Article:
The Shaw Library is a library and common room for the entire LSE community.
The aim of the library is to encourage students to widen their interests by handling and reading books on subjects not included in the school curriculum. The library holds a generous stock of English language fiction classics through to modern book prize winners, as well as significant collections on poetry, biographies, plays, art, architecture, sport, music and travel guides. There are also a number of newspapers and serials available for reading in the library.
The library has a pleasant ambience, comfortable armchairs and is a haven of retreat for many (although it is not intended for serious study by students). The library also has a large roof terrace which is great for the summer months. The library can be booked for events although there are restrictions, please see The Shaw Library.
The Founders Room where the Shaw Library is based is also used for in-term classical concerts and evening performances. These are an annual series of professional lunch hour concerts, open to the whole LSE community with free admission. Details of which can be found on the arts website.
Music Practice Room
An adjoining music rehearsal room is available. For more details about using and booking the music practice room please click here.
There are numerous significant artworks in the Shaw Library, including a large painting of Sidney and Beatrice Webb and a Fabian window.
Painting by Sir William Nicholson 1872-1949. Located above the fireplace.
Sidney and Beatrice Webb, in an interior with their dog beside a fire. Oil on canvas 1928.
Window by Caroline Townsend 1878- 1944. Stained glass window design commissioned by George Bernard Shaw for the Fabian Society in 1910.
The window was originally stolen from Beatrice Webb House in 1978 but was recovered in 2005 by the Webb Memorial Trust and is on long term loan to the LSE. The window depicts Shaw, Sidney Webb and ER Pease (secretary of the Fabian Society) helping to build the new world. They are in Elizabethen dress which was to poke fun at Pease who loved everything medeival. The people depicted at the bottom were leading members of the Society.
More information is available at A piece of Fabian history unveiled at LSE.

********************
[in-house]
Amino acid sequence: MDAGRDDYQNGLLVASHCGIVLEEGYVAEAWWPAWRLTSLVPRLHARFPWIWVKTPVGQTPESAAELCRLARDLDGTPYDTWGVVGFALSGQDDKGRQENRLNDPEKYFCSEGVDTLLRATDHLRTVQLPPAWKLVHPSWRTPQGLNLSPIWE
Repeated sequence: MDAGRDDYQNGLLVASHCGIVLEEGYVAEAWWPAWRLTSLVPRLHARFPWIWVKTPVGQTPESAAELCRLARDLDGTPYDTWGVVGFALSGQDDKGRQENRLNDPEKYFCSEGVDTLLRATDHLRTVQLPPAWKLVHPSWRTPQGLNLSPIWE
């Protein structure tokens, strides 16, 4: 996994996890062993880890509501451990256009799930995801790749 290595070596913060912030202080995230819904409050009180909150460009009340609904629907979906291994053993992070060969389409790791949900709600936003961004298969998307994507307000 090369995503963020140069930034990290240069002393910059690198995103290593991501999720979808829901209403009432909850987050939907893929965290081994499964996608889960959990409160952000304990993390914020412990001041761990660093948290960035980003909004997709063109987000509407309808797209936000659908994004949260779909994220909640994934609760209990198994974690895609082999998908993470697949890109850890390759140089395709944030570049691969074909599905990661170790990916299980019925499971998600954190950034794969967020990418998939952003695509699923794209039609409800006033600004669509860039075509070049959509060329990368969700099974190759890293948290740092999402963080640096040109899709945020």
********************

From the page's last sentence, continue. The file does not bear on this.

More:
A brief history of the Shaw Library
Charlotte Shaw (wife of George Bernard Shaw, a founder of LSE) expresses interest, during a meeting with Sidney and Beatrice Webb (also founders of LSE), Alexander Carr-Saunders (LSE Director 1937-57) and Walter Adams (LSE Secretary 1938-46), in their proposal for a library of general literature
June 1939 – Charlotte Shaw makes a £1,000 endowment towards the library, to be used for the purchase of books
Charlotte Shaw states the endowment is for the 'teaching of culture and good manners'
July 1939 – the Shaw Library is founded
Before the name the Shaw Library is agreed upon, the Students Recreation Library is suggested
First book catalogued 12 November 1940
The Shaw Library is officially opened December 1940
The Shaw Library was located temporarily in LSE's war-time buildings at Cambridge
The Founders Room (where the Shaw Library is now located) and the whole of LSE is occupied by the government during the War
January 1946 – The Shaw Library opens in its permanent location in the Founders Room
2005 - Fabian Window installed
Loans from the Shaw Library
The Shaw Library stock can be borrowed by LSE staff and students
Up to four items may be loaned for up to three weeks
Please fill in one of the borrowing slips and place it in the post box: A member of staff will collect them and acknowledge your loan by email
When you have finished with an item please just place it in the blue returns box near the borrowing point: a member of staff will process that it has been returned and will re-shelve it
The Founders Room is located on the 6th Floor of the Old Building and is open:
Monday to Friday: 9am – 10pm
Saturday and Sunday: 10am – 6pm*
*The room is closed on weekends during the vacation periods